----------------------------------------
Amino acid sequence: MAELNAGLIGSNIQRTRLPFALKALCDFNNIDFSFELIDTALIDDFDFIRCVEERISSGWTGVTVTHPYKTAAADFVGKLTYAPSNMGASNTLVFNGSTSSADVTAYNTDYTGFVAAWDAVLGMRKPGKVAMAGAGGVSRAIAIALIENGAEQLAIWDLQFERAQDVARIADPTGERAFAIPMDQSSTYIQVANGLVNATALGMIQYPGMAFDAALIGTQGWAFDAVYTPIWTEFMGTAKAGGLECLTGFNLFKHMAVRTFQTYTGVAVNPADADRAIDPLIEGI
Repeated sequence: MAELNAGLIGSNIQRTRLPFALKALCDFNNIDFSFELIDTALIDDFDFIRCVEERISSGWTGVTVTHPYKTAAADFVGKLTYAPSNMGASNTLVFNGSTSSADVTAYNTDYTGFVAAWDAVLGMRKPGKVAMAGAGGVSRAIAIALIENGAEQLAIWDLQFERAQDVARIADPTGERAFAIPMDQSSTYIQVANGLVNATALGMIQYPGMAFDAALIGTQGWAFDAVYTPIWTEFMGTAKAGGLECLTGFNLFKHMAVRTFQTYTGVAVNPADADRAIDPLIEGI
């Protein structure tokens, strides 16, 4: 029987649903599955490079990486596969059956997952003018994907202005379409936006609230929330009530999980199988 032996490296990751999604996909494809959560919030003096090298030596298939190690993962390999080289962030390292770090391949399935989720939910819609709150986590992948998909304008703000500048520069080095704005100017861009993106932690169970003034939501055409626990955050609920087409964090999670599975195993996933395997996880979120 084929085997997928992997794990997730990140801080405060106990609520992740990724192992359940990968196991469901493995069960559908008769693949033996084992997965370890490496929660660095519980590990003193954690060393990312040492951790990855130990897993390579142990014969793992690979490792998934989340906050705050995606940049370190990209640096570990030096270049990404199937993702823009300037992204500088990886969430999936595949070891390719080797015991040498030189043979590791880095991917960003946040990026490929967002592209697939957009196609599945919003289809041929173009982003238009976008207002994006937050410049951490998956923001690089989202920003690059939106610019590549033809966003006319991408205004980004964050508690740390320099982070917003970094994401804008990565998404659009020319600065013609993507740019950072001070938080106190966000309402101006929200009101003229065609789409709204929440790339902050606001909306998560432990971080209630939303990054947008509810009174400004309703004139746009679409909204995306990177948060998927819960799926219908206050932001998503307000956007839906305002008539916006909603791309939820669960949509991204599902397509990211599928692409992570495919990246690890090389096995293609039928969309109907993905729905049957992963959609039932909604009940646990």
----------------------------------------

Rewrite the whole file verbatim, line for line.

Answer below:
Amino acid sequence: MAELNAGLIGSNIQRTRLPFALKALCDFNNIDFSFELIDTALIDDFDFIRCVEERISSGWTGVTVTHPYKTAAADFVGKLTYAPSNMGASNTLVFNGSTSSADVTAYNTDYTGFVAAWDAVLGMRKPGKVAMAGAGGVSRAIAIALIENGAEQLAIWDLQFERAQDVARIADPTGERAFAIPMDQSSTYIQVANGLVNATALGMIQYPGMAFDAALIGTQGWAFDAVYTPIWTEFMGTAKAGGLECLTGFNLFKHMAVRTFQTYTGVAVNPADADRAIDPLIEGI
Repeated sequence: MAELNAGLIGSNIQRTRLPFALKALCDFNNIDFSFELIDTALIDDFDFIRCVEERISSGWTGVTVTHPYKTAAADFVGKLTYAPSNMGASNTLVFNGSTSSADVTAYNTDYTGFVAAWDAVLGMRKPGKVAMAGAGGVSRAIAIALIENGAEQLAIWDLQFERAQDVARIADPTGERAFAIPMDQSSTYIQVANGLVNATALGMIQYPGMAFDAALIGTQGWAFDAVYTPIWTEFMGTAKAGGLECLTGFNLFKHMAVRTFQTYTGVAVNPADADRAIDPLIEGI
């Protein structure tokens, strides 16, 4: 029987649903599955490079990486596969059956997952003018994907202005379409936006609230929330009530999980199988 032996490296990751999604996909494809959560919030003096090298030596298939190690993962390999080289962030390292770090391949399935989720939910819609709150986590992948998909304008703000500048520069080095704005100017861009993106932690169970003034939501055409626990955050609920087409964090999670599975195993996933395997996880979120 084929085997997928992997794990997730990140801080405060106990609520992740990724192992359940990968196991469901493995069960559908008769693949033996084992997965370890490496929660660095519980590990003193954690060393990312040492951790990855130990897993390579142990014969793992690979490792998934989340906050705050995606940049370190990209640096570990030096270049990404199937993702823009300037992204500088990886969430999936595949070891390719080797015991040498030189043979590791880095991917960003946040990026490929967002592209697939957009196609599945919003289809041929173009982003238009976008207002994006937050410049951490998956923001690089989202920003690059939106610019590549033809966003006319991408205004980004964050508690740390320099982070917003970094994401804008990565998404659009020319600065013609993507740019950072001070938080106190966000309402101006929200009101003229065609789409709204929440790339902050606001909306998560432990971080209630939303990054947008509810009174400004309703004139746009679409909204995306990177948060998927819960799926219908206050932001998503307000956007839906305002008539916006909603791309939820669960949509991204599902397509990211599928692409992570495919990246690890090389096995293609039928969309109907993905729905049957992963959609039932909604009940646990």